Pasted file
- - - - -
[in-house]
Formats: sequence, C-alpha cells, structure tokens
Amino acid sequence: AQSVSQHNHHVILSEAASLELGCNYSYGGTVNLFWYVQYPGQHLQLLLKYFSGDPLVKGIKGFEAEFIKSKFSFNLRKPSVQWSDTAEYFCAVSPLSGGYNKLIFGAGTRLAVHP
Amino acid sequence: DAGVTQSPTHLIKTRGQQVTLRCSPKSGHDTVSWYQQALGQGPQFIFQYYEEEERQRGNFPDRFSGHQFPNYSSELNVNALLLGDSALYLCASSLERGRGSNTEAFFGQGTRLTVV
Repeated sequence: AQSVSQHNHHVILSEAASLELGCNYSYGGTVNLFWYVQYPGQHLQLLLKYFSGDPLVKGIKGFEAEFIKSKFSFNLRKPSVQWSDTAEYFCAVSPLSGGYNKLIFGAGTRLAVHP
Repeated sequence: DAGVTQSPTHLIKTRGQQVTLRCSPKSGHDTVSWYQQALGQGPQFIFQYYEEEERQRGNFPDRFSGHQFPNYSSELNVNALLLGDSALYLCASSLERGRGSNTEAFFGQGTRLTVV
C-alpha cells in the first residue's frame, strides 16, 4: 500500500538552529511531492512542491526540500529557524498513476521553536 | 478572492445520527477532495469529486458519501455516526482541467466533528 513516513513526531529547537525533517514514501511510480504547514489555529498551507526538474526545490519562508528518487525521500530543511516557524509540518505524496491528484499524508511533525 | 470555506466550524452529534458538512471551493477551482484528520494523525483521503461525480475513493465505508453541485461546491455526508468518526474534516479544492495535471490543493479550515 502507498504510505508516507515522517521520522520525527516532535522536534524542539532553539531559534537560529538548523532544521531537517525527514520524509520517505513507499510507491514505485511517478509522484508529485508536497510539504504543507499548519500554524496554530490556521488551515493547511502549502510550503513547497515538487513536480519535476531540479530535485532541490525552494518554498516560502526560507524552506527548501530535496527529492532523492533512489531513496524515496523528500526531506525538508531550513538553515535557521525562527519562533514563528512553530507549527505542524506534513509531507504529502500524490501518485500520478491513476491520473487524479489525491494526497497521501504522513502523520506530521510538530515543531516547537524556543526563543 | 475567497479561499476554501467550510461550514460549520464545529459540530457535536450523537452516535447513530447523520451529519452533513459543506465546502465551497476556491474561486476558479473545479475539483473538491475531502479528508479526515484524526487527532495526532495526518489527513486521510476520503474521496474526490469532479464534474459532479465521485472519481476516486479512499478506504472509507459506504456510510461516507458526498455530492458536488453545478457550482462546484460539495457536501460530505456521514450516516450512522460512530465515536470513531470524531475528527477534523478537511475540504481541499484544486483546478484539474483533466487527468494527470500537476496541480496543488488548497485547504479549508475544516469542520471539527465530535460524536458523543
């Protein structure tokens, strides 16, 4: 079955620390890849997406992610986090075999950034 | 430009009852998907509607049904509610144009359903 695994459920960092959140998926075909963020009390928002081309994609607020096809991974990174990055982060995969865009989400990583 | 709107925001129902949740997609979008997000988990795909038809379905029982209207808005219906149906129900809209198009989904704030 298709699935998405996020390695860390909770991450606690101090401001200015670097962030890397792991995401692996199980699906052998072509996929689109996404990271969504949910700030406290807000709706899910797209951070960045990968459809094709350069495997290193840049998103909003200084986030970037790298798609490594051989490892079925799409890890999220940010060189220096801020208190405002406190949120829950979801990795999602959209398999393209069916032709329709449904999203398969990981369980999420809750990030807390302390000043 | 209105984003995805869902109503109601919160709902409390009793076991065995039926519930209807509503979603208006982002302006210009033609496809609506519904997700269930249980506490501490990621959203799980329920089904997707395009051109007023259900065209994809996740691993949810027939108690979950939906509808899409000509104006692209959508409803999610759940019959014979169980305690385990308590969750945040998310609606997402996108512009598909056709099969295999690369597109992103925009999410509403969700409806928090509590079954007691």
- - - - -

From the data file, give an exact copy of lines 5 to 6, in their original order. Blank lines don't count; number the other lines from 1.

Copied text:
Repeated sequence: AQSVSQHNHHVILSEAASLELGCNYSYGGTVNLFWYVQYPGQHLQLLLKYFSGDPLVKGIKGFEAEFIKSKFSFNLRKPSVQWSDTAEYFCAVSPLSGGYNKLIFGAGTRLAVHP
Repeated sequence: DAGVTQSPTHLIKTRGQQVTLRCSPKSGHDTVSWYQQALGQGPQFIFQYYEEEERQRGNFPDRFSGHQFPNYSSELNVNALLLGDSALYLCASSLERGRGSNTEAFFGQGTRLTVV